SAN FRANCISCO (AP) — Thieves who rammed a stolen SUV into the Wells Fargo History Museum in downtown San Francisco and swiped historic gold nuggets worth roughly $10,000 could face a tough time selling the loot as news of the heist sweeps through the rare metal community, experts say.
Dealers will be on the lookout for nuggets with historical significance that suddenly appear on the market, Northern California rare coin dealer Don Kagin said. The three masked men who smashed the glass doors of the museum, held a security guard at gunpoint and stole the gold from a display case early Tuesday may have difficulty selling the nuggets unless they get melted down, he said.
Melting the precious metal could remove possible markings of the year and place where the nuggets were mined and even the person who unearthed them, said Fred Holabird, a mining geologist and an owner of a rare and unique collectibles business in Reno, Nevada.
"This is such bad news from my viewpoint," he said, calling the theft a tragedy because of the potential for the gold to lose any historical indicators.
Both experts did not speculate on the value of the 4 to 10 ounces of gold that police said was worth about $10,000. But Holabird said the nuggets could be worth two to 10 times the value of gold on the open market, an ounce of which sells for about $1,300.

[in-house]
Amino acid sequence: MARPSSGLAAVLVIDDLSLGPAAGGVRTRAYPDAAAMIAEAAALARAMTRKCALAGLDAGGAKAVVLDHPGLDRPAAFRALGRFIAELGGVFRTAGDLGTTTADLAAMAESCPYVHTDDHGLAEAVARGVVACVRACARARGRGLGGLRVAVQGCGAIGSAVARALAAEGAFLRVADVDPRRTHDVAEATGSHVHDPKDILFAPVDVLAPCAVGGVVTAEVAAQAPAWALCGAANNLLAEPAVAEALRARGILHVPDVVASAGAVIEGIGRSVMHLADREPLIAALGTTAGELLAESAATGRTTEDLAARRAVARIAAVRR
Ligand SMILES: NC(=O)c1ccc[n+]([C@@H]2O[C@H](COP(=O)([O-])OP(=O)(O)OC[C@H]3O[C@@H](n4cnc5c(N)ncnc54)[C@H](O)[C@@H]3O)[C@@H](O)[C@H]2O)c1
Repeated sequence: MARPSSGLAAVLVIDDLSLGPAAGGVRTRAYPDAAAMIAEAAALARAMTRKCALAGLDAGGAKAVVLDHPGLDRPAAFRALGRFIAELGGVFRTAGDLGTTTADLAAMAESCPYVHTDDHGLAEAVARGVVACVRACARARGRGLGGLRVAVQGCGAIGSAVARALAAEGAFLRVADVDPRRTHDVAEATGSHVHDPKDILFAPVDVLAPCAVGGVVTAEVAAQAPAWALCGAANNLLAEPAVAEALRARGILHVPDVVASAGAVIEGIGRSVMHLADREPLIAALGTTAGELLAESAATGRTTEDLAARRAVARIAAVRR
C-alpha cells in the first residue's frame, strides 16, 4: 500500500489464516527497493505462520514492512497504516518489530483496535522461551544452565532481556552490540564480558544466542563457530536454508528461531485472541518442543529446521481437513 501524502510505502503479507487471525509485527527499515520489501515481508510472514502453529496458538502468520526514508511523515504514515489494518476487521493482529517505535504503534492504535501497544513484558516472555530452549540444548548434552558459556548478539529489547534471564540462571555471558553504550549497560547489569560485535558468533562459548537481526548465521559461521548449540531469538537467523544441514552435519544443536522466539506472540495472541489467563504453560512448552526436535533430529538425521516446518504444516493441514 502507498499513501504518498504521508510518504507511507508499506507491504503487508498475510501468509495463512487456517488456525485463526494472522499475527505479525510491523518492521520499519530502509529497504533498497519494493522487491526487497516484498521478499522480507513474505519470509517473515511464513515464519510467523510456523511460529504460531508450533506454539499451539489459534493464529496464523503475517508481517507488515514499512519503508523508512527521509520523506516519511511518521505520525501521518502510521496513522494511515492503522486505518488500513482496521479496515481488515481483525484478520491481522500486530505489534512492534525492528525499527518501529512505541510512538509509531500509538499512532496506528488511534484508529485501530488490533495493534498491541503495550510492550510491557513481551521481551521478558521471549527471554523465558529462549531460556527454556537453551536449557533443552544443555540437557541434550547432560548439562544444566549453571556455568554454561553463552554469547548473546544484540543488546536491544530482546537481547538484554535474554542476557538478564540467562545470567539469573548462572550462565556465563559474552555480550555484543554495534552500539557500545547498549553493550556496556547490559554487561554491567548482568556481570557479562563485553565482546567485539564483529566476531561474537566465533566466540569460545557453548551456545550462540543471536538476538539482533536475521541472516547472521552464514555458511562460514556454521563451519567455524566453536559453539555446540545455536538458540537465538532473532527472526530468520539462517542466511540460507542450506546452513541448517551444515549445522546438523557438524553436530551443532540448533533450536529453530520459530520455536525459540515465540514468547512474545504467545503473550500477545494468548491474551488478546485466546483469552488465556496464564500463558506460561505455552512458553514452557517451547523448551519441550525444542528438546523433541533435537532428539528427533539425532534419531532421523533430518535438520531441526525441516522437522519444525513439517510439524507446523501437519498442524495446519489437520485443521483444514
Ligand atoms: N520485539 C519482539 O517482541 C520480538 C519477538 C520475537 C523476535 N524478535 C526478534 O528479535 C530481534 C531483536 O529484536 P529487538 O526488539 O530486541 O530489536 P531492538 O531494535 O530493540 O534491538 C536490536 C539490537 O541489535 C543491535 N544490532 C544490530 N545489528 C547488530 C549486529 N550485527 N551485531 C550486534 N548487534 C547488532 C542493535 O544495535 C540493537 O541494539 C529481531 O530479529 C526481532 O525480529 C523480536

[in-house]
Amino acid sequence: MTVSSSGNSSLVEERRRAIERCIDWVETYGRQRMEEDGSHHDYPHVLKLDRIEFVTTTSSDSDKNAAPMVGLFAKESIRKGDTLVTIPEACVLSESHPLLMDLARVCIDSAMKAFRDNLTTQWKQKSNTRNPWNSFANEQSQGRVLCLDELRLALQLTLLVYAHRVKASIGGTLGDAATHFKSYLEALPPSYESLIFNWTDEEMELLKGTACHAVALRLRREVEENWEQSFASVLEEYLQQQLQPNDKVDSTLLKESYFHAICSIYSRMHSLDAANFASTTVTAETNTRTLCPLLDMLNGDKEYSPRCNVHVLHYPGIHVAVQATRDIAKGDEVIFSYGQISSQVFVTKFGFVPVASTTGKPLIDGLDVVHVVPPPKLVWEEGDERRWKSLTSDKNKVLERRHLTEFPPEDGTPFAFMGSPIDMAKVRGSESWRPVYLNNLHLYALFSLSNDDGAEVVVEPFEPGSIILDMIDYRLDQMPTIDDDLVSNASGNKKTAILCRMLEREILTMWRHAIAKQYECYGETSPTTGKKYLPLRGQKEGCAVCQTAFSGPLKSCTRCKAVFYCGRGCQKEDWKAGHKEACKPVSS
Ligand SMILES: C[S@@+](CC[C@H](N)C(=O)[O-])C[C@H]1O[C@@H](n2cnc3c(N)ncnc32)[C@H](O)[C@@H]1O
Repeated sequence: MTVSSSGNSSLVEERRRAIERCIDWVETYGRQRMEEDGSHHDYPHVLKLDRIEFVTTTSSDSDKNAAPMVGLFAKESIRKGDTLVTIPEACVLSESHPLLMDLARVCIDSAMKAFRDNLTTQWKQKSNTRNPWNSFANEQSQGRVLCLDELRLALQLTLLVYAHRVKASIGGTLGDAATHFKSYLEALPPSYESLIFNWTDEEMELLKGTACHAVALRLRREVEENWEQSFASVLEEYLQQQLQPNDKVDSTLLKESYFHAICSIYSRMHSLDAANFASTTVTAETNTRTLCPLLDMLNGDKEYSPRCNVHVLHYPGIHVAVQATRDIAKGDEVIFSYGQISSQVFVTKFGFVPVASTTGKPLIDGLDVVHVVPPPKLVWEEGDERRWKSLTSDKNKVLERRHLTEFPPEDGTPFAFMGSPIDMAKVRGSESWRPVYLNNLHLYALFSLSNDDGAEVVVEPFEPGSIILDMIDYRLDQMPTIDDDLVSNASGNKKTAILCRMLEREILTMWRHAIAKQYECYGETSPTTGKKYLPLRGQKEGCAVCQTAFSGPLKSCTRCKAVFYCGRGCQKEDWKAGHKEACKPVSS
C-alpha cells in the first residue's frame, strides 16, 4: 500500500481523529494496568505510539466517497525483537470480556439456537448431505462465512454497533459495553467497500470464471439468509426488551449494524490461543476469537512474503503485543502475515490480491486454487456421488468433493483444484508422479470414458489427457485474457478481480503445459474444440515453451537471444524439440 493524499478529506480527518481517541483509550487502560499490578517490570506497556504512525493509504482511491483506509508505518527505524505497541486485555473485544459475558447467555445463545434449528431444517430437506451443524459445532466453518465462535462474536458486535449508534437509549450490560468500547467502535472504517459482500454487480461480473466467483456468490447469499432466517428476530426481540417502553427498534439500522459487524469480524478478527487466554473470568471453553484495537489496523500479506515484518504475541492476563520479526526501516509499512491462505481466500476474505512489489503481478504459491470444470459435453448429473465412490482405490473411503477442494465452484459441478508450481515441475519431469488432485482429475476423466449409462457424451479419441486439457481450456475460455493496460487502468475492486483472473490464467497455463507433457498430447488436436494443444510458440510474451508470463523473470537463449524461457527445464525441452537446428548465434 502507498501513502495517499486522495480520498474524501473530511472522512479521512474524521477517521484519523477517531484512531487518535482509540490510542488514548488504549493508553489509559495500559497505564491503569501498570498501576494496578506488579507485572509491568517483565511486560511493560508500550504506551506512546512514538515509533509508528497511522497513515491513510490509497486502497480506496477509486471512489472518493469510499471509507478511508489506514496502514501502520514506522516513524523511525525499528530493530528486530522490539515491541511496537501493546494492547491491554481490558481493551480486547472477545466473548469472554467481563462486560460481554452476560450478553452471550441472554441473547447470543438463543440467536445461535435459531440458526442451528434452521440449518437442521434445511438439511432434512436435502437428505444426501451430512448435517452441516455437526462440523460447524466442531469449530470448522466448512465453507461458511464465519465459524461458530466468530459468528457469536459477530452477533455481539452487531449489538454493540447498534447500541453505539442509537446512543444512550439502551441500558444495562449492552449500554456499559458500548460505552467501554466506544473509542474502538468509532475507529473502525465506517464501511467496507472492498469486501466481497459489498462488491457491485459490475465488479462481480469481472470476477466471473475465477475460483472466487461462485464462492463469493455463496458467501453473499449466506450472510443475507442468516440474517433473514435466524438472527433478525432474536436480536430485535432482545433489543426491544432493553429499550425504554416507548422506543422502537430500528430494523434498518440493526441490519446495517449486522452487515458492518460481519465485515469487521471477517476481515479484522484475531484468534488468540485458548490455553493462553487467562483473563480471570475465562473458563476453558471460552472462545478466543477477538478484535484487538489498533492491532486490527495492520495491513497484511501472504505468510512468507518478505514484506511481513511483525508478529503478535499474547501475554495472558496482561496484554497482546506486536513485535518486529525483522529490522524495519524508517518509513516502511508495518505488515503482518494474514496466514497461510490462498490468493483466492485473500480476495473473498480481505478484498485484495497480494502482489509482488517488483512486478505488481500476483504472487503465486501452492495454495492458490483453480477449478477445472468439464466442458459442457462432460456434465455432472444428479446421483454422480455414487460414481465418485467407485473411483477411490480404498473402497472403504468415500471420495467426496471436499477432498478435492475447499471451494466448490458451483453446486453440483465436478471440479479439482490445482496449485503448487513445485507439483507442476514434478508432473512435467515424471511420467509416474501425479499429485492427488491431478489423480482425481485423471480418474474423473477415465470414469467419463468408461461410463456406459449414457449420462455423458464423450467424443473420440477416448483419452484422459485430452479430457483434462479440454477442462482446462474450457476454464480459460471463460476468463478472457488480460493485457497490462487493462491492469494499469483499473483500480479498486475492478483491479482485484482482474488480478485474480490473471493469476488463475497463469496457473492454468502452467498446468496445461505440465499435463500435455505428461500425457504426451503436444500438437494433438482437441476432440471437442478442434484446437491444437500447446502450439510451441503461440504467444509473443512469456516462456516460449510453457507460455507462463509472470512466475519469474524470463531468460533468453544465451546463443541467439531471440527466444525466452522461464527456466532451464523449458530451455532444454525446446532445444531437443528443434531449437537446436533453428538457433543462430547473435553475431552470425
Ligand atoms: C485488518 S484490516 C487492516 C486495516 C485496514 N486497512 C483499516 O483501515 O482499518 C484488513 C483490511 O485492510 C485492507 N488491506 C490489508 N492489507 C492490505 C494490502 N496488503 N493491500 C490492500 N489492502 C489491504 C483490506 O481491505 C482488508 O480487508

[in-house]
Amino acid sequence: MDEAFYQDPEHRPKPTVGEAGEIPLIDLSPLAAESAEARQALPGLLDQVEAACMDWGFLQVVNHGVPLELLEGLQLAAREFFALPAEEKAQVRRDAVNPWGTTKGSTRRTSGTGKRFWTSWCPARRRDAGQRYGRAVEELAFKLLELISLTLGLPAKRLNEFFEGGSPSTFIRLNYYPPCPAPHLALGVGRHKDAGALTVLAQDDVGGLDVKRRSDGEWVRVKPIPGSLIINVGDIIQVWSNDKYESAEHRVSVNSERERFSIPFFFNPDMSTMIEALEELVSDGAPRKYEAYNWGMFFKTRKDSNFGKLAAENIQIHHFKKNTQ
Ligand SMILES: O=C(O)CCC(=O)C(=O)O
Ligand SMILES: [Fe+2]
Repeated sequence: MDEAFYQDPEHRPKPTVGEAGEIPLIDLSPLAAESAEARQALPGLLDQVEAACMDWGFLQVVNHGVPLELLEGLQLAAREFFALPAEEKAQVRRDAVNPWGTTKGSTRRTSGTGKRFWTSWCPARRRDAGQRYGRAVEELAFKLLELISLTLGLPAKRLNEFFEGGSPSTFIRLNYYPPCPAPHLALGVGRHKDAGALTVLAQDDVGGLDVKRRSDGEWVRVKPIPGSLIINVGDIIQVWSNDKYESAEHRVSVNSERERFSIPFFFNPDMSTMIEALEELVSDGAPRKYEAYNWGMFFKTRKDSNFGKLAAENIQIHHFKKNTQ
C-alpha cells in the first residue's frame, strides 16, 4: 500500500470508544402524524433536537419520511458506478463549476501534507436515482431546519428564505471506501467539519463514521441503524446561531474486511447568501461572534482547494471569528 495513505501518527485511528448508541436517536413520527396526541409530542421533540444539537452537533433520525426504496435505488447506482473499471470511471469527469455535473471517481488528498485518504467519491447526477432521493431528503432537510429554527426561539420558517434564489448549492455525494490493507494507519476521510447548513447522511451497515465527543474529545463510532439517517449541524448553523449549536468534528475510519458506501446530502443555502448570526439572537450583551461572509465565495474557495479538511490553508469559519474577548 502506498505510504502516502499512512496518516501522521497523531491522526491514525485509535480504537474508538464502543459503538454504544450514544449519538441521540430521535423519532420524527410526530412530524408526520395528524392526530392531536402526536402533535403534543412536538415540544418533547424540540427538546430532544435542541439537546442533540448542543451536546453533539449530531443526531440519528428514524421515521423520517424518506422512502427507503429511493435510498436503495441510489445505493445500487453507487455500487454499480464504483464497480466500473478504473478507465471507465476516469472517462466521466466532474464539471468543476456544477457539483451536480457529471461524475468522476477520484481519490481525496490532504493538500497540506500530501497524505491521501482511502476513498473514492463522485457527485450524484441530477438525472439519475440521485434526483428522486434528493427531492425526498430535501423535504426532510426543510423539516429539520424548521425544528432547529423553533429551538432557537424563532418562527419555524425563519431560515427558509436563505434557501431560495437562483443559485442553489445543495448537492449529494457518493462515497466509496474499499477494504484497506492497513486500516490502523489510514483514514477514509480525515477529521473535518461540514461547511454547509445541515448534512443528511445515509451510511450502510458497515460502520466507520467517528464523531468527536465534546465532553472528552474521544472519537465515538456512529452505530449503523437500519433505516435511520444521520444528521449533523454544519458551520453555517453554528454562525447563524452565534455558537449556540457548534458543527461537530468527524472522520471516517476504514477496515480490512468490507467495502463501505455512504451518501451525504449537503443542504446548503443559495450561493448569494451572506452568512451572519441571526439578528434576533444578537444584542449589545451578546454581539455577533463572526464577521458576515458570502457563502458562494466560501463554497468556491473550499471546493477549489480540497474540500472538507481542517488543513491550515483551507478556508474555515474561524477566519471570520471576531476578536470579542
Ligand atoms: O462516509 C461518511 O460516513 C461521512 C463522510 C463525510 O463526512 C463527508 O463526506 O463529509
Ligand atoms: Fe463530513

Selling stolen precious metals is difficult but not impossible. Robbers who swiped $1.3 million in gold, quartz and other valuable metals on display at the California State Mining and Mineral Museum in September 2012 were able to sell about $12,000 worth of gold to pawn shops and dealers, police said.
Some of the stolen items, including a bag of ground-up quartz, were recovered. Five men were convicted of the heist at the museum in the western foothills of the Sierra Nevada mountains.
The three thieves from Tuesday's robbery got away with the gold nuggets in a waiting sedan.
Wells Fargo spokesman Ruben Pulido said in a statement that the company is grateful no one was injured and no damage came to the historic stagecoaches at the museum, located at the site where Wells Fargo launched in 1852.
In addition to the stagecoach, used in the 1860s, the museum has a working telegraph and art and historical artifacts on display.
People walking to work Tuesday morning stopped to snap photos of the SUV wedged in the building's shattered revolving doors, while police surveyed the damage.
The smash-and-grab tactic has marked other recent heists in San Francisco, including at a Patagonia store near Fisherman's Wharf last week when robbers backed a U-Haul van into the building, loaded it with high-end outdoor clothing and gear, and sped off.